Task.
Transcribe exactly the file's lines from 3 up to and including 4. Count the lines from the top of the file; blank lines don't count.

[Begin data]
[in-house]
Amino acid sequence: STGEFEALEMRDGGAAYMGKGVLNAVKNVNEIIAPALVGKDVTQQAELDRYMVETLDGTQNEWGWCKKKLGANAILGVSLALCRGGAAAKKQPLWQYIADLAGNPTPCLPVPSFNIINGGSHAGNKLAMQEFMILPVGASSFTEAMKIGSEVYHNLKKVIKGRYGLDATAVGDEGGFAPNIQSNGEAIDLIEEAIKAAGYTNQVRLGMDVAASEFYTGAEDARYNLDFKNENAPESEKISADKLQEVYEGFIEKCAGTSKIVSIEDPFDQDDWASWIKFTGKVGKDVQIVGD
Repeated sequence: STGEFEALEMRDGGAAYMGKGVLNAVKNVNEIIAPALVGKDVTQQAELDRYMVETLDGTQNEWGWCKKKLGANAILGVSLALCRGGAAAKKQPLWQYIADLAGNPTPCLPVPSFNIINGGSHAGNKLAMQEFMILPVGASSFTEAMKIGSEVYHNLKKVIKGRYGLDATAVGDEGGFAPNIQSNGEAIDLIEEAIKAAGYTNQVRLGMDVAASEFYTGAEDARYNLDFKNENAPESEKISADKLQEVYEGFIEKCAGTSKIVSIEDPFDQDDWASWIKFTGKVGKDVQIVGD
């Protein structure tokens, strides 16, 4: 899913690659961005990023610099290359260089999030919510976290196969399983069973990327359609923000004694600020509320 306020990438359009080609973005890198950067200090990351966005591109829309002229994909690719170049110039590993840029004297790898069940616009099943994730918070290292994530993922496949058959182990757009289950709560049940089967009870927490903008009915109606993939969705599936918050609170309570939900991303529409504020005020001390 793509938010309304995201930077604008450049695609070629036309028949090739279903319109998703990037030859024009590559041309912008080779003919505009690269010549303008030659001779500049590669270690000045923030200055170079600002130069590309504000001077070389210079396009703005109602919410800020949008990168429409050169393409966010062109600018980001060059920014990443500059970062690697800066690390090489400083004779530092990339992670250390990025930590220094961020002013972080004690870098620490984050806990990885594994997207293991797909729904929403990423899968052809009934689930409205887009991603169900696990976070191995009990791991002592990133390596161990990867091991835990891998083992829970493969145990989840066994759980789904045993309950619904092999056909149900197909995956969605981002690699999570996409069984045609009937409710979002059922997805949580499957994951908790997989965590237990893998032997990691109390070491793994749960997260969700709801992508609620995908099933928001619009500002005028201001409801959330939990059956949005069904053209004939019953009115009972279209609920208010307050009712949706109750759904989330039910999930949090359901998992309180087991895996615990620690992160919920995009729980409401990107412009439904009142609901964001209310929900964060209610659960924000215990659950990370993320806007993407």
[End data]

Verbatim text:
Repeated sequence: STGEFEALEMRDGGAAYMGKGVLNAVKNVNEIIAPALVGKDVTQQAELDRYMVETLDGTQNEWGWCKKKLGANAILGVSLALCRGGAAAKKQPLWQYIADLAGNPTPCLPVPSFNIINGGSHAGNKLAMQEFMILPVGASSFTEAMKIGSEVYHNLKKVIKGRYGLDATAVGDEGGFAPNIQSNGEAIDLIEEAIKAAGYTNQVRLGMDVAASEFYTGAEDARYNLDFKNENAPESEKISADKLQEVYEGFIEKCAGTSKIVSIEDPFDQDDWASWIKFTGKVGKDVQIVGD
């Protein structure tokens, strides 16, 4: 899913690659961005990023610099290359260089999030919510976290196969399983069973990327359609923000004694600020509320 306020990438359009080609973005890198950067200090990351966005591109829309002229994909690719170049110039590993840029004297790898069940616009099943994730918070290292994530993922496949058959182990757009289950709560049940089967009870927490903008009915109606993939969705599936918050609170309570939900991303529409504020005020001390 793509938010309304995201930077604008450049695609070629036309028949090739279903319109998703990037030859024009590559041309912008080779003919505009690269010549303008030659001779500049590669270690000045923030200055170079600002130069590309504000001077070389210079396009703005109602919410800020949008990168429409050169393409966010062109600018980001060059920014990443500059970062690697800066690390090489400083004779530092990339992670250390990025930590220094961020002013972080004690870098620490984050806990990885594994997207293991797909729904929403990423899968052809009934689930409205887009991603169900696990976070191995009990791991002592990133390596161990990867091991835990891998083992829970493969145990989840066994759980789904045993309950619904092999056909149900197909995956969605981002690699999570996409069984045609009937409710979002059922997805949580499957994951908790997989965590237990893998032997990691109390070491793994749960997260969700709801992508609620995908099933928001619009500002005028201001409801959330939990059956949005069904053209004939019953009115009972279209609920208010307050009712949706109750759904989330039910999930949090359901998992309180087991895996615990620690992160919920995009729980409401990107412009439904009142609901964001209310929900964060209610659960924000215990659950990370993320806007993407």